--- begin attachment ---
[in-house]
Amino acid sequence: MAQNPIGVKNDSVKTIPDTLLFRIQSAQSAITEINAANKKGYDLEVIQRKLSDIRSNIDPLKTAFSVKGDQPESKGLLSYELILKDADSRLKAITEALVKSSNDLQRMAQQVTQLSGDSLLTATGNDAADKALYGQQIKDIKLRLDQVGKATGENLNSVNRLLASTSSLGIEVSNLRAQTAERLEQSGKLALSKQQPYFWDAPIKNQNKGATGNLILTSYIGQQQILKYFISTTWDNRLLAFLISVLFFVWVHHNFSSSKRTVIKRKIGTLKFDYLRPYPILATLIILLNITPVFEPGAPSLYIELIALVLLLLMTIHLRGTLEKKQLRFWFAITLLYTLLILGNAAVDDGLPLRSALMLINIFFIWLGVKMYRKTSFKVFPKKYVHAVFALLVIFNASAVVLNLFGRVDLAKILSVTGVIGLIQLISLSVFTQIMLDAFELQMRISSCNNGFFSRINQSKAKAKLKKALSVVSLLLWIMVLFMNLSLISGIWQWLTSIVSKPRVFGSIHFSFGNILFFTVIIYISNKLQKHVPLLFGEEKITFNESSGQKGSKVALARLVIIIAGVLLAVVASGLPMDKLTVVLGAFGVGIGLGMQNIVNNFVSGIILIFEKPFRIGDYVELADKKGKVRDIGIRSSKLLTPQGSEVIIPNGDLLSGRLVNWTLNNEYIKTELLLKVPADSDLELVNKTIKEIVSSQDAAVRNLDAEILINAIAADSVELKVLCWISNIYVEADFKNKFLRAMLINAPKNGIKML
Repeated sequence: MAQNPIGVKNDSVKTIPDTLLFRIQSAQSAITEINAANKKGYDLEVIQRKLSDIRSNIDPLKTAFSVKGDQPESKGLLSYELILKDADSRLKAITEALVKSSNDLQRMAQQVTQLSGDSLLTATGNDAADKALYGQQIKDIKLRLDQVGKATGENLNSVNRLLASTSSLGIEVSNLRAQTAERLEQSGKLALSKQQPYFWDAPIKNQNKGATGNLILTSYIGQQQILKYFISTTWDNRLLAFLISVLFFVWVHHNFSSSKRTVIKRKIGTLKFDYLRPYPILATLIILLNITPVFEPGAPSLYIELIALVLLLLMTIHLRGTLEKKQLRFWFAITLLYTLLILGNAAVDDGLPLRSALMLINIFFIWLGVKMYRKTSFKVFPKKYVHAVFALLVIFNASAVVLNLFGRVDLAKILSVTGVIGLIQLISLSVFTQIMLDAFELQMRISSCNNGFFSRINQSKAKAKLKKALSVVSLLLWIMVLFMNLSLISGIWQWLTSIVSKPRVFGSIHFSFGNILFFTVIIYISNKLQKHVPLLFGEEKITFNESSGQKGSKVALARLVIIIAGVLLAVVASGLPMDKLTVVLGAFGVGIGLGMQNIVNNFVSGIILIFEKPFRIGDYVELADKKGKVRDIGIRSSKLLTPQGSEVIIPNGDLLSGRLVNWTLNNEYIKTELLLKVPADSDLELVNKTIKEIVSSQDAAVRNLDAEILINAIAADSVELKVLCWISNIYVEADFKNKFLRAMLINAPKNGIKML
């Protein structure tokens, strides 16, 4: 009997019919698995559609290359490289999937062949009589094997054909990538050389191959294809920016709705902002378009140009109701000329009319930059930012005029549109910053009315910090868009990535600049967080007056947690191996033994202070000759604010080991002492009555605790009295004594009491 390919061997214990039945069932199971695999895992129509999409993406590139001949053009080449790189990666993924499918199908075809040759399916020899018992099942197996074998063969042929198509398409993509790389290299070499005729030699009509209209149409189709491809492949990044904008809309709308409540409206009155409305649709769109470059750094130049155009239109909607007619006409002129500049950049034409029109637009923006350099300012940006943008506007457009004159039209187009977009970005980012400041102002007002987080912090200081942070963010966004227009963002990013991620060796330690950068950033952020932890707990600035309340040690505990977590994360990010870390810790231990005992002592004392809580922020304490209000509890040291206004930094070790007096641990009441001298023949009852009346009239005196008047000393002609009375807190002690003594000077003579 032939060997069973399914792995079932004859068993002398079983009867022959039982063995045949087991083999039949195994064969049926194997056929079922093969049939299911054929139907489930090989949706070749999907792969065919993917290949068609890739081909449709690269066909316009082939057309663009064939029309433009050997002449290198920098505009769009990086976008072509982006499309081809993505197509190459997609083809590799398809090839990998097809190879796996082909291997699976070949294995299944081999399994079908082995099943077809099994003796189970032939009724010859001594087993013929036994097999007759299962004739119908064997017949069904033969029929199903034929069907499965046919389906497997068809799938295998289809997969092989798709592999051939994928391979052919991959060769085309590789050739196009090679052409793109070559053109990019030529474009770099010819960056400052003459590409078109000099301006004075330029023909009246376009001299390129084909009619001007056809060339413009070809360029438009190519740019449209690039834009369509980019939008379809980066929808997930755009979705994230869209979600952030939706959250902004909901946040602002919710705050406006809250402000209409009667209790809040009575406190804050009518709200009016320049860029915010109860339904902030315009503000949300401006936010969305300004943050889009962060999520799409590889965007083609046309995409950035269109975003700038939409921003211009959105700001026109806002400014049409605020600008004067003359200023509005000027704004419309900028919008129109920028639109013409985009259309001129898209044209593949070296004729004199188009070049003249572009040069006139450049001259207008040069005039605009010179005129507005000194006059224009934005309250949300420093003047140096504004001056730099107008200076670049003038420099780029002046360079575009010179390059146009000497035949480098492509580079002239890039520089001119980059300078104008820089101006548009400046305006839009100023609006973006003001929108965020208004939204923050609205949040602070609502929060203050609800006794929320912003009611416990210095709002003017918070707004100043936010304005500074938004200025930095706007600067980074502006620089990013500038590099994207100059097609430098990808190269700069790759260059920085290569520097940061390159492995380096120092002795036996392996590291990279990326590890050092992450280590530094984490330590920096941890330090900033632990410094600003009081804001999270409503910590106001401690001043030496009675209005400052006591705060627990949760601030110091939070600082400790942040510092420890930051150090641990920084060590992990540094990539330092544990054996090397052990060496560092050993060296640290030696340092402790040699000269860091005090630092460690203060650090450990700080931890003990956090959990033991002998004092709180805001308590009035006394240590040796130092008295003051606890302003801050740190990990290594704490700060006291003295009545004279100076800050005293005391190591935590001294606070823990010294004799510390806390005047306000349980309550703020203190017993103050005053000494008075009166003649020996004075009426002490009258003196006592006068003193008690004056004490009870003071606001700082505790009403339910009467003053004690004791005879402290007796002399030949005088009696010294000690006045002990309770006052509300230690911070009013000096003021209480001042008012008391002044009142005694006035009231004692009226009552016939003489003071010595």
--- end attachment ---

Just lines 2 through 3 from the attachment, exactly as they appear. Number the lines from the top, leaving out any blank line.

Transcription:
Amino acid sequence: MAQNPIGVKNDSVKTIPDTLLFRIQSAQSAITEINAANKKGYDLEVIQRKLSDIRSNIDPLKTAFSVKGDQPESKGLLSYELILKDADSRLKAITEALVKSSNDLQRMAQQVTQLSGDSLLTATGNDAADKALYGQQIKDIKLRLDQVGKATGENLNSVNRLLASTSSLGIEVSNLRAQTAERLEQSGKLALSKQQPYFWDAPIKNQNKGATGNLILTSYIGQQQILKYFISTTWDNRLLAFLISVLFFVWVHHNFSSSKRTVIKRKIGTLKFDYLRPYPILATLIILLNITPVFEPGAPSLYIELIALVLLLLMTIHLRGTLEKKQLRFWFAITLLYTLLILGNAAVDDGLPLRSALMLINIFFIWLGVKMYRKTSFKVFPKKYVHAVFALLVIFNASAVVLNLFGRVDLAKILSVTGVIGLIQLISLSVFTQIMLDAFELQMRISSCNNGFFSRINQSKAKAKLKKALSVVSLLLWIMVLFMNLSLISGIWQWLTSIVSKPRVFGSIHFSFGNILFFTVIIYISNKLQKHVPLLFGEEKITFNESSGQKGSKVALARLVIIIAGVLLAVVASGLPMDKLTVVLGAFGVGIGLGMQNIVNNFVSGIILIFEKPFRIGDYVELADKKGKVRDIGIRSSKLLTPQGSEVIIPNGDLLSGRLVNWTLNNEYIKTELLLKVPADSDLELVNKTIKEIVSSQDAAVRNLDAEILINAIAADSVELKVLCWISNIYVEADFKNKFLRAMLINAPKNGIKML
Repeated sequence: MAQNPIGVKNDSVKTIPDTLLFRIQSAQSAITEINAANKKGYDLEVIQRKLSDIRSNIDPLKTAFSVKGDQPESKGLLSYELILKDADSRLKAITEALVKSSNDLQRMAQQVTQLSGDSLLTATGNDAADKALYGQQIKDIKLRLDQVGKATGENLNSVNRLLASTSSLGIEVSNLRAQTAERLEQSGKLALSKQQPYFWDAPIKNQNKGATGNLILTSYIGQQQILKYFISTTWDNRLLAFLISVLFFVWVHHNFSSSKRTVIKRKIGTLKFDYLRPYPILATLIILLNITPVFEPGAPSLYIELIALVLLLLMTIHLRGTLEKKQLRFWFAITLLYTLLILGNAAVDDGLPLRSALMLINIFFIWLGVKMYRKTSFKVFPKKYVHAVFALLVIFNASAVVLNLFGRVDLAKILSVTGVIGLIQLISLSVFTQIMLDAFELQMRISSCNNGFFSRINQSKAKAKLKKALSVVSLLLWIMVLFMNLSLISGIWQWLTSIVSKPRVFGSIHFSFGNILFFTVIIYISNKLQKHVPLLFGEEKITFNESSGQKGSKVALARLVIIIAGVLLAVVASGLPMDKLTVVLGAFGVGIGLGMQNIVNNFVSGIILIFEKPFRIGDYVELADKKGKVRDIGIRSSKLLTPQGSEVIIPNGDLLSGRLVNWTLNNEYIKTELLLKVPADSDLELVNKTIKEIVSSQDAAVRNLDAEILINAIAADSVELKVLCWISNIYVEADFKNKFLRAMLINAPKNGIKML